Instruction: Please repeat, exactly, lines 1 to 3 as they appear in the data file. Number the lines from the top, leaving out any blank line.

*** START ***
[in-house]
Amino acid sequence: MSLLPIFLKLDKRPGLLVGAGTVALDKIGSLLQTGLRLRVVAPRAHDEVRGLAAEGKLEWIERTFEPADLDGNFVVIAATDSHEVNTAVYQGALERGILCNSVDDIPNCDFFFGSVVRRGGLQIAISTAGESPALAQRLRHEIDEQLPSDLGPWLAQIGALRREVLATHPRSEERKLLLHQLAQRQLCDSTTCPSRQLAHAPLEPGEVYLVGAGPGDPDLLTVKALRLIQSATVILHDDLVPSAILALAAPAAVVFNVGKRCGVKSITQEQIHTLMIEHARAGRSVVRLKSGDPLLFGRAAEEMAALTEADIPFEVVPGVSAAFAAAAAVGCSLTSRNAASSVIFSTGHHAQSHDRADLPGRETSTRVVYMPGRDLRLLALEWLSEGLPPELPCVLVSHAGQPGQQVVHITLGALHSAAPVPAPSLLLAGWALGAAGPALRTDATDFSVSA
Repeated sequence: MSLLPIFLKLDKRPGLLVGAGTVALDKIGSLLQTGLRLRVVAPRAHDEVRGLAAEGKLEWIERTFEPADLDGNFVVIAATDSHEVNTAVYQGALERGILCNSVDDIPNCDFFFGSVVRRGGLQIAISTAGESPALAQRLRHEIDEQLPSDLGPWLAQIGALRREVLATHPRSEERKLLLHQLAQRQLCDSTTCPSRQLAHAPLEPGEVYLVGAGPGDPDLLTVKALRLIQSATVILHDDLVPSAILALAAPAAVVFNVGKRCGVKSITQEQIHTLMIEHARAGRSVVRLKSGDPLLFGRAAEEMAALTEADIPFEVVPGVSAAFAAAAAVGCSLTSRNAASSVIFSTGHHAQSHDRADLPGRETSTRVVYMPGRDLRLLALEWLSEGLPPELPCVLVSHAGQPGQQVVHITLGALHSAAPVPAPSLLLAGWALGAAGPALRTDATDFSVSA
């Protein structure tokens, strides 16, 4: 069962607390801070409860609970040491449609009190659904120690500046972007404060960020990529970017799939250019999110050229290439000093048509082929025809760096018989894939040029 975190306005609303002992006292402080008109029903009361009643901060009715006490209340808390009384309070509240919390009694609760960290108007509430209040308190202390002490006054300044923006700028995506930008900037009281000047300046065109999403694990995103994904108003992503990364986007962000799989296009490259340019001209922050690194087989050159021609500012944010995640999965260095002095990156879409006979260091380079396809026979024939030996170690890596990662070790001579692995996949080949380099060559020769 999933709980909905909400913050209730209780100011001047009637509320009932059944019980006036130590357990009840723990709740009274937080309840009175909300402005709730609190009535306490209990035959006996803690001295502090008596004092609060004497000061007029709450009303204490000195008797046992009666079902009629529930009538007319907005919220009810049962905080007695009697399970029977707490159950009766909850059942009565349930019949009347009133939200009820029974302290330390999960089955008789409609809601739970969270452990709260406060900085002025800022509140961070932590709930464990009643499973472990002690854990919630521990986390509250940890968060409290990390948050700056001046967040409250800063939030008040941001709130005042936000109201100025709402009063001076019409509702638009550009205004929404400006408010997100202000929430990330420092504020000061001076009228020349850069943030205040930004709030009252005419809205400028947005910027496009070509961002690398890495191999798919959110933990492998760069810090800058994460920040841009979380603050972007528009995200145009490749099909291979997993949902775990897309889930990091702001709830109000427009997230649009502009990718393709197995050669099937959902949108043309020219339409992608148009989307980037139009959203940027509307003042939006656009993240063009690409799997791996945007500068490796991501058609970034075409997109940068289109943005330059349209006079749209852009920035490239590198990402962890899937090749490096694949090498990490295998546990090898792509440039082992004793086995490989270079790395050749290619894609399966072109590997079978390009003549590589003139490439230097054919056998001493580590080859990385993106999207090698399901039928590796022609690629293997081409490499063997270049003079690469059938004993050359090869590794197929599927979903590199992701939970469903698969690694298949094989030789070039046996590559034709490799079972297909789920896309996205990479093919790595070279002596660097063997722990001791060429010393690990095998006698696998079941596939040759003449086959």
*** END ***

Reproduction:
[in-house]
Amino acid sequence: MSLLPIFLKLDKRPGLLVGAGTVALDKIGSLLQTGLRLRVVAPRAHDEVRGLAAEGKLEWIERTFEPADLDGNFVVIAATDSHEVNTAVYQGALERGILCNSVDDIPNCDFFFGSVVRRGGLQIAISTAGESPALAQRLRHEIDEQLPSDLGPWLAQIGALRREVLATHPRSEERKLLLHQLAQRQLCDSTTCPSRQLAHAPLEPGEVYLVGAGPGDPDLLTVKALRLIQSATVILHDDLVPSAILALAAPAAVVFNVGKRCGVKSITQEQIHTLMIEHARAGRSVVRLKSGDPLLFGRAAEEMAALTEADIPFEVVPGVSAAFAAAAAVGCSLTSRNAASSVIFSTGHHAQSHDRADLPGRETSTRVVYMPGRDLRLLALEWLSEGLPPELPCVLVSHAGQPGQQVVHITLGALHSAAPVPAPSLLLAGWALGAAGPALRTDATDFSVSA
Repeated sequence: MSLLPIFLKLDKRPGLLVGAGTVALDKIGSLLQTGLRLRVVAPRAHDEVRGLAAEGKLEWIERTFEPADLDGNFVVIAATDSHEVNTAVYQGALERGILCNSVDDIPNCDFFFGSVVRRGGLQIAISTAGESPALAQRLRHEIDEQLPSDLGPWLAQIGALRREVLATHPRSEERKLLLHQLAQRQLCDSTTCPSRQLAHAPLEPGEVYLVGAGPGDPDLLTVKALRLIQSATVILHDDLVPSAILALAAPAAVVFNVGKRCGVKSITQEQIHTLMIEHARAGRSVVRLKSGDPLLFGRAAEEMAALTEADIPFEVVPGVSAAFAAAAAVGCSLTSRNAASSVIFSTGHHAQSHDRADLPGRETSTRVVYMPGRDLRLLALEWLSEGLPPELPCVLVSHAGQPGQQVVHITLGALHSAAPVPAPSLLLAGWALGAAGPALRTDATDFSVSA